Narratives and advice from beekeepers across the globe and through the centuries
Julian Johnston started beekeeping when he was six years old and continued it in his various travels around the world with the Army and in the Foreign and Commonwealth Office. This is an account of a life spent with bees, both during the authors Army carrier and later in the Foreign and Commonwealth Office before becoming for nine years the Bees Officer for Gloucestershire and later for Oxfordshire, Buckinghamshire & Berkshire. Full of wit and wisdom.
John Yates wrote a series of monthly articles for the Plymouth Branch of the Devon Beekeepers’ Association during the period August 1989 – October 1992. These were published as a most successful book later in 1992. The volume is full of wise advice and beekeeping insight which while written for the micro-climate around Plymouth can be applied anywhere in Great Britain so long as notice is taken of regional climate which in some parts is 3 or 4 weeks in arrears. A final box of this title has been recently discovered in our stockroom. Buy it now!!
All beekeepers – novices and old – timers alike – will profit from the Aebi’s insights. It might take the average beekeeper several lifetimes to discover the natural wisdom and effective methods that these men have poured so generously into this book and the companion volume – Organic Gardening. The Aebi’s have an entry in the Guinness Book of Records for the most wildflower honey from a single hive (404 lbs).
Mastering the Art of Beekeeping is an erudite handbook of the complex art of beekeeping. The authors have a rare ability to combine literature and beekeeping skills. People, bees and experience are woven into a delightful tale of what beekeeping is all about – Gleanings in Bee Culture. The Aebi’s have an entry in the Guinness Book of Records for the most wildflower honey from a single hive (404 lbs).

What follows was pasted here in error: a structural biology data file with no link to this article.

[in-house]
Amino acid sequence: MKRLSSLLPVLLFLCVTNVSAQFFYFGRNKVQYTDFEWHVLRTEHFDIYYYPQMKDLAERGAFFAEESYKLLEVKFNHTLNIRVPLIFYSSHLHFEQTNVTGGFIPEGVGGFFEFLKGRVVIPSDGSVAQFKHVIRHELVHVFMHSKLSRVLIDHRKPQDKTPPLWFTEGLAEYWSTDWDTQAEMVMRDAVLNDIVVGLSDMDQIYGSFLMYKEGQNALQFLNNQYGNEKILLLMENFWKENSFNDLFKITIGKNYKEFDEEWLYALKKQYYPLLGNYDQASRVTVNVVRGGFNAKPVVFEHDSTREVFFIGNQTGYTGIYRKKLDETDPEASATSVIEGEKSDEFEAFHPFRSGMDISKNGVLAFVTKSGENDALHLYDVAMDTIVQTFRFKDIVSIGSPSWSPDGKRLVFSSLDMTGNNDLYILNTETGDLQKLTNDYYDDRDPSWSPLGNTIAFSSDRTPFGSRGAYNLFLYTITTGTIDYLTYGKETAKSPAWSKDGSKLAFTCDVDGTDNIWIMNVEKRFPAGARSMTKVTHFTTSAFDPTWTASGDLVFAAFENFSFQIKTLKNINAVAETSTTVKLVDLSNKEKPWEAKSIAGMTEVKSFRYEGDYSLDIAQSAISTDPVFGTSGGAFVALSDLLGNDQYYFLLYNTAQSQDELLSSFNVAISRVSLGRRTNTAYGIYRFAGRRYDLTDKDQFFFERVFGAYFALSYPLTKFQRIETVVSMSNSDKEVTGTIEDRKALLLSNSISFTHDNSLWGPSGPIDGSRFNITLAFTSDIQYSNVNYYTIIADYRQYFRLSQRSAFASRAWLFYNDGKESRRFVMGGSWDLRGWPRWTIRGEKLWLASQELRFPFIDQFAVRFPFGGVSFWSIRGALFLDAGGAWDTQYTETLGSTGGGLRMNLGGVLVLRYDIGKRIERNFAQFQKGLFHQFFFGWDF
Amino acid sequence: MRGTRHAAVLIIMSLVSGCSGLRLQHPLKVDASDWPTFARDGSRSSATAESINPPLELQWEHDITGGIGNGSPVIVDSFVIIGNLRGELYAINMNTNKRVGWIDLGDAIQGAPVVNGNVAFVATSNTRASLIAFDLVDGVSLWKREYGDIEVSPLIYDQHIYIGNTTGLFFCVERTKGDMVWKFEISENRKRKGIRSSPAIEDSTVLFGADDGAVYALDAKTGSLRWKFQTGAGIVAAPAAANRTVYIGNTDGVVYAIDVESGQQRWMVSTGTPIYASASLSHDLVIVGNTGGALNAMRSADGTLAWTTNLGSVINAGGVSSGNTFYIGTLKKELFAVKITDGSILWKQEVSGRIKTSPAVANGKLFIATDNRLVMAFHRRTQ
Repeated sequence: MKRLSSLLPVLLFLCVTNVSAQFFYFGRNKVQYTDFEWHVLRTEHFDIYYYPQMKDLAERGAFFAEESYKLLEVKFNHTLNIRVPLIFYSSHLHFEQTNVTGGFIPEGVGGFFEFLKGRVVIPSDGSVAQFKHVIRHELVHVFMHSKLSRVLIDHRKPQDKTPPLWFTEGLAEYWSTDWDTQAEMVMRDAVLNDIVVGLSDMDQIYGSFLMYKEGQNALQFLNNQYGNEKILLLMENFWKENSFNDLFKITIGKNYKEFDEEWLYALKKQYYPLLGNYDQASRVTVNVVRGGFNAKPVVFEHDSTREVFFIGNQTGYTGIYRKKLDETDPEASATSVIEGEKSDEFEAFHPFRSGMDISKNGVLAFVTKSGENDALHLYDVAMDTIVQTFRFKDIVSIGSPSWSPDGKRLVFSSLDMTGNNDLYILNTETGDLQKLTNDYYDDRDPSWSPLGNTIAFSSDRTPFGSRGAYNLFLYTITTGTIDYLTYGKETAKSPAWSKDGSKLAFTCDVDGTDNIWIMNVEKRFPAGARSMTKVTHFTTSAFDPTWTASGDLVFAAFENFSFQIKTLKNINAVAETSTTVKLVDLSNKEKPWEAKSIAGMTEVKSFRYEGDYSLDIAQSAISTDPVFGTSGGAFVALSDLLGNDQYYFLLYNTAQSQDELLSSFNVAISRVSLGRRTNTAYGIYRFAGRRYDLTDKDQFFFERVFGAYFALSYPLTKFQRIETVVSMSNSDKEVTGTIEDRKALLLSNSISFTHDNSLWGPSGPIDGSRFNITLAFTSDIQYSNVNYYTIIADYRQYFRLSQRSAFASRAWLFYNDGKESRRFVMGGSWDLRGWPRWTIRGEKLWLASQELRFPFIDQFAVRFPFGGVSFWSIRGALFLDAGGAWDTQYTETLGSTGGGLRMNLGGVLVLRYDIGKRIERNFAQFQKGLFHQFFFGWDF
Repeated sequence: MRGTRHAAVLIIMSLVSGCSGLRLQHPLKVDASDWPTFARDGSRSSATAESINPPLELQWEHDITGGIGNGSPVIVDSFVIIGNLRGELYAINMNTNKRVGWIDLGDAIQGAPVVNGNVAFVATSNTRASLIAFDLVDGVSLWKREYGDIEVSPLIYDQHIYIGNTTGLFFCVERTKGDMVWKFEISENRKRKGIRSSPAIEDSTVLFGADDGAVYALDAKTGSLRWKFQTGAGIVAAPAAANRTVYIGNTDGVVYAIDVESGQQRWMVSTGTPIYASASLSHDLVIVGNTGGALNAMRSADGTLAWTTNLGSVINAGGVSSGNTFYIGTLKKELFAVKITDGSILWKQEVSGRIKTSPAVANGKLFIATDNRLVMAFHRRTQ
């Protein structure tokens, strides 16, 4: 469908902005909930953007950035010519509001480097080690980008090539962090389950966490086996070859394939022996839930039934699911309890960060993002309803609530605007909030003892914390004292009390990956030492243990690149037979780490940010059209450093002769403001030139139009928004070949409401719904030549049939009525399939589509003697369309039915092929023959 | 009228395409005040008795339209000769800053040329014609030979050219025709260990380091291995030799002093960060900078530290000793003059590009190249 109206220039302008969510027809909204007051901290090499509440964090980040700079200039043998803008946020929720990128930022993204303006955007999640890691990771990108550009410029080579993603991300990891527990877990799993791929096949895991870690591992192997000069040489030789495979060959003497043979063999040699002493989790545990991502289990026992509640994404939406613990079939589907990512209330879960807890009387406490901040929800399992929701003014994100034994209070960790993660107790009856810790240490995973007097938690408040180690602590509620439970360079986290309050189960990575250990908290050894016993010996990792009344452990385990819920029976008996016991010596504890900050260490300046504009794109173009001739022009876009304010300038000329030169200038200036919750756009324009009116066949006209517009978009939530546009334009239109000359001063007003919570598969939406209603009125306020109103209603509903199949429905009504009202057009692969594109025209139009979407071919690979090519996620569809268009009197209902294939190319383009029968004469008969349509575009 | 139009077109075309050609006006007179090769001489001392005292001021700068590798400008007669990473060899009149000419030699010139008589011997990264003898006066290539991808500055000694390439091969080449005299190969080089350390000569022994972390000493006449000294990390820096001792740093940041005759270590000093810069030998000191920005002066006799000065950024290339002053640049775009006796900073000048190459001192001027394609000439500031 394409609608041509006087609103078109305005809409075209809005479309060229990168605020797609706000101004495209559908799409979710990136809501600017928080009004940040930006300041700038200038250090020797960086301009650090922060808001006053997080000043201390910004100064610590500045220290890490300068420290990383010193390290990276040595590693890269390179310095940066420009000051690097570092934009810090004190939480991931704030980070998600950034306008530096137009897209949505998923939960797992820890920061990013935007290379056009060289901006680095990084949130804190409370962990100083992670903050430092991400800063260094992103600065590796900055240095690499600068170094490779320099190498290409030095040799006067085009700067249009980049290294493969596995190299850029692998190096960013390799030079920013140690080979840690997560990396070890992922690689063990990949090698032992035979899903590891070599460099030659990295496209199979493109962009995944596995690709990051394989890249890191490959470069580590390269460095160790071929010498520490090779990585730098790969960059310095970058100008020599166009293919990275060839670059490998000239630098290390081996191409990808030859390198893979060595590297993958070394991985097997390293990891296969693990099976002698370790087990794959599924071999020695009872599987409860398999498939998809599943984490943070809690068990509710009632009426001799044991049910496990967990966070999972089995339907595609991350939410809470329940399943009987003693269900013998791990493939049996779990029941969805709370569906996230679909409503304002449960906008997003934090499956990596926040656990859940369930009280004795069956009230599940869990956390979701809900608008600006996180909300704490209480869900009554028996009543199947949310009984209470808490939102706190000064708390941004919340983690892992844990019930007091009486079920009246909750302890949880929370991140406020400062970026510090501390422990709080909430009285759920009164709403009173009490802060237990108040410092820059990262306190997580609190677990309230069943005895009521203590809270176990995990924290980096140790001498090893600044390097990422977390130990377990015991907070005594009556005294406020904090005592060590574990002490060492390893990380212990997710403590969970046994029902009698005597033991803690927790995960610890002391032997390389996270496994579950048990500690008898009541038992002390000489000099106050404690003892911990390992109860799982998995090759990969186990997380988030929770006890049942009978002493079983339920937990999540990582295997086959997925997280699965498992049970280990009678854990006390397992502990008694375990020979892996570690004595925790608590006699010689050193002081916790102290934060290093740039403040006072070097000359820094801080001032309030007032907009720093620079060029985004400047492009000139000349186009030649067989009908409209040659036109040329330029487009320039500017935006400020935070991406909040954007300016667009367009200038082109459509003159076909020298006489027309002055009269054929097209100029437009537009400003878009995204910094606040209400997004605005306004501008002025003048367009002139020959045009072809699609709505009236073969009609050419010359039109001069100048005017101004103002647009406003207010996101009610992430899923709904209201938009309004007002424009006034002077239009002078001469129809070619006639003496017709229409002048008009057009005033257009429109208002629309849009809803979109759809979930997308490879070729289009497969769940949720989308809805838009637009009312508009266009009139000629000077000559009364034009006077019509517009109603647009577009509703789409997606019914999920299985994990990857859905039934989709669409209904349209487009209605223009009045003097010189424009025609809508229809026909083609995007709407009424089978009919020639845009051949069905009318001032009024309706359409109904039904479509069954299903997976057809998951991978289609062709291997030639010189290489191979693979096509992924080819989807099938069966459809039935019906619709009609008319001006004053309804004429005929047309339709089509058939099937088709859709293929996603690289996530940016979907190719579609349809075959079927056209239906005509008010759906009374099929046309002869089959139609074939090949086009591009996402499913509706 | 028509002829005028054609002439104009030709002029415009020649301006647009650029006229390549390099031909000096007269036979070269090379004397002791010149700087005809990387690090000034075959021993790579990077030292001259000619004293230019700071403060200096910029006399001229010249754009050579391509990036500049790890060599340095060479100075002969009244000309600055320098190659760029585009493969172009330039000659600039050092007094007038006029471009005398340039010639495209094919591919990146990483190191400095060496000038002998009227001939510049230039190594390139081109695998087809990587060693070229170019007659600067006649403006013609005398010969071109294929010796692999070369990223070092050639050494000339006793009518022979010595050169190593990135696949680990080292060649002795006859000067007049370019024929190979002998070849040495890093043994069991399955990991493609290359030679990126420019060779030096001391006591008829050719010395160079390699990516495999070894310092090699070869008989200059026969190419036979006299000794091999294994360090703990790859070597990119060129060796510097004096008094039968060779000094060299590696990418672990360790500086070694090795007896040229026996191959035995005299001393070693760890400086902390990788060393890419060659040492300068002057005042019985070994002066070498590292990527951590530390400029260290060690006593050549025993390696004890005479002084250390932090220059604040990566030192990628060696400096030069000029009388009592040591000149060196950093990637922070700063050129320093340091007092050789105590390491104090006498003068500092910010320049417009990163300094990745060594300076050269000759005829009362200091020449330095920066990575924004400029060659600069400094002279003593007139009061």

A collection of articles, written for Gleanings in Bee Culture over a period of nearly 20 years by a giant of American Beekeeping.The Best of Bee Talk is exactly what it says. Each entry has been taken from one of over 200 columns Richard Taylor has submitted to Gleanings in Bee Culture over nearly 20 years of writing. Some are short, at most only a few sentences. But isn’t that what the “The Best” should be? Richard, on occasion, tends to stray from the subject at hand (how-to beekeeping) and interject personal (and probably universal) thoughts, observations and feelings on subjects ranging from gardening to pickups to crickets. Surprisingly, all are related to the art of keeping bees. There are complete contributions here, too. For some, removing even a clause would be criminal, and the information, the emotion, and the grace of each work is exactly as it was originally published.